On Monday, Federal MP Libby Davies stood in the slanting rain of St. John’s and voiced a primal fact: “Jack Layton gave his life for his country”. My heart is with her. But I’d like to add another focus to “his life”. His body was given, and is now returned, to his country, our land.
I write today as a poet and therapist of the body, about Jack Layton, on the day of his state funeral, which will wind through the arteries of my own city, dressed in blood-red maples. I awoke at 4am with lingering sobs that have now evolved into several scattered thoughts about embodiment, the dynamism of sacrifice and illness, dying as recycling, our ecology of giving and loving and burning. And I’ve added a few observations on the meaning of his bodily signs, culled from what I’ve learned of natural medicine and its maps of the flesh. I’m not writing with the presumption of having known him, but as someone who saw something from a distance that now makes sense, through this body. Continue reading “jack layton, the giving body, the anatomy of empathy, the fire, the light”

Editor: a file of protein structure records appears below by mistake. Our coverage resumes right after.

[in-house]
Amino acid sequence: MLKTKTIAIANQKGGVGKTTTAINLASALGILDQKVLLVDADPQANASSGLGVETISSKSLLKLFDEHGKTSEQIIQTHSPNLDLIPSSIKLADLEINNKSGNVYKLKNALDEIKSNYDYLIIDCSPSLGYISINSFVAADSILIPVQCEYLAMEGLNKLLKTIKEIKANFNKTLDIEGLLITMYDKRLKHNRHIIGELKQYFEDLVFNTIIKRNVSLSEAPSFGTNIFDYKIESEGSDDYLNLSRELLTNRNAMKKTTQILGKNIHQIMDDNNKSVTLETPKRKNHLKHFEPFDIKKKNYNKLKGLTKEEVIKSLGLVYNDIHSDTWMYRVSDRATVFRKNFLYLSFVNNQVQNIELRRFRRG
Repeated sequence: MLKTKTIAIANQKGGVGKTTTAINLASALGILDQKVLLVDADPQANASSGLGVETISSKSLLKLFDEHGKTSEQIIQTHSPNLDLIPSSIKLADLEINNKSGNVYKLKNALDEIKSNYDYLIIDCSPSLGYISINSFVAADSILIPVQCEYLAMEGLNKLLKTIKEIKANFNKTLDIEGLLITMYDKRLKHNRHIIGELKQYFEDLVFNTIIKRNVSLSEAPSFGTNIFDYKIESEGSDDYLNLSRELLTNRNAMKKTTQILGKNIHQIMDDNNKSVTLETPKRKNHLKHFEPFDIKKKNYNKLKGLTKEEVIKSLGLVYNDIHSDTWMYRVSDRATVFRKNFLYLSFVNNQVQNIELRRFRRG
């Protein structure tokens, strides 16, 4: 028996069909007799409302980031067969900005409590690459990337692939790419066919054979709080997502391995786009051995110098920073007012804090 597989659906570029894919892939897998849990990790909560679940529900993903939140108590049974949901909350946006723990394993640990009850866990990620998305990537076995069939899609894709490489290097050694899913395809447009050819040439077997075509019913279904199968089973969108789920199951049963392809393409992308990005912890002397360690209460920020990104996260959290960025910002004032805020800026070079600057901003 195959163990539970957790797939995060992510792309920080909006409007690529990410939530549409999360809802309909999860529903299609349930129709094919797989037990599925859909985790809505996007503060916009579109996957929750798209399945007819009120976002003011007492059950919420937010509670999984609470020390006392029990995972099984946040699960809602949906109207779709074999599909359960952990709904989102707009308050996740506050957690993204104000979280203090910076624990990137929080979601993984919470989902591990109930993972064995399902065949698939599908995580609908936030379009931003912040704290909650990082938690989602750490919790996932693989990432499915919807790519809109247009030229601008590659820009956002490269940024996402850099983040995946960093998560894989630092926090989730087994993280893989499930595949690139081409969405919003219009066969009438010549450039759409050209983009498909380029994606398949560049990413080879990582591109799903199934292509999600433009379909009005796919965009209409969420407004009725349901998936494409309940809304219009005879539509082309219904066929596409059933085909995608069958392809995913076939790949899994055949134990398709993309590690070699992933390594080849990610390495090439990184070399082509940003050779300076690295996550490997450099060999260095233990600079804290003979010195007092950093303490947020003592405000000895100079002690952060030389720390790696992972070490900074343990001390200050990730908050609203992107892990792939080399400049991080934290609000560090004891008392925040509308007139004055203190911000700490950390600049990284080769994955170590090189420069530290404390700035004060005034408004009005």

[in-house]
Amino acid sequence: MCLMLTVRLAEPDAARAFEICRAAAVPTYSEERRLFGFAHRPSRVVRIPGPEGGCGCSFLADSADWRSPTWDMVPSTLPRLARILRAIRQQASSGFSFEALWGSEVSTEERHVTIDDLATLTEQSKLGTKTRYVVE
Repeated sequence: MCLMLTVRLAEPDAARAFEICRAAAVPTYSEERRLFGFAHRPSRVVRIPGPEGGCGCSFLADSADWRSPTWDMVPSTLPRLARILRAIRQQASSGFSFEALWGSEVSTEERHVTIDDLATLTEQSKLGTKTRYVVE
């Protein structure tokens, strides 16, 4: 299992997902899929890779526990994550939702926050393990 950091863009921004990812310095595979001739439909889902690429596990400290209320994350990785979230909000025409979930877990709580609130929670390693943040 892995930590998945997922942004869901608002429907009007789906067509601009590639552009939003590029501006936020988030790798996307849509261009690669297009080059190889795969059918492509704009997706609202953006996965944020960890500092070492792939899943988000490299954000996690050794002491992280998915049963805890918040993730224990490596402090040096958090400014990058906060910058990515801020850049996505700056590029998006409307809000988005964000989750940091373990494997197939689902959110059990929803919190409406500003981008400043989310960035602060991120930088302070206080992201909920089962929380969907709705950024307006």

In the face of the most difficult etiology, cancer, Ayurveda offers four overlapping modes of reflection and support: the descriptive, the preventative, the purificatory, and the supportive/palliative. Overlaps occur because the descriptive in itself has preventative power, while palliation, in turn, will always involve the purification of root causes, even when the momentum of the disease is overwhelming. “Palliation” does not necessarily refer to a final-illness context in Ayurveda: it also generally means “improvement of imbalancing factors”, or, as presented below, it can be thought of as intelligent dietary support during the radical interventions of chemotherapy and radiation. In true final-illness circumstances, all of these modes transcend their physiological focus, to become tools for a celebrative and reconciliatory inquiry into life. The doctor doesn’t give up, but she does change the medicine – from the specific to the expansive.
This brief presentation will provide a basic introduction to these four modes. Continue reading “an ayurvedic view of cancer”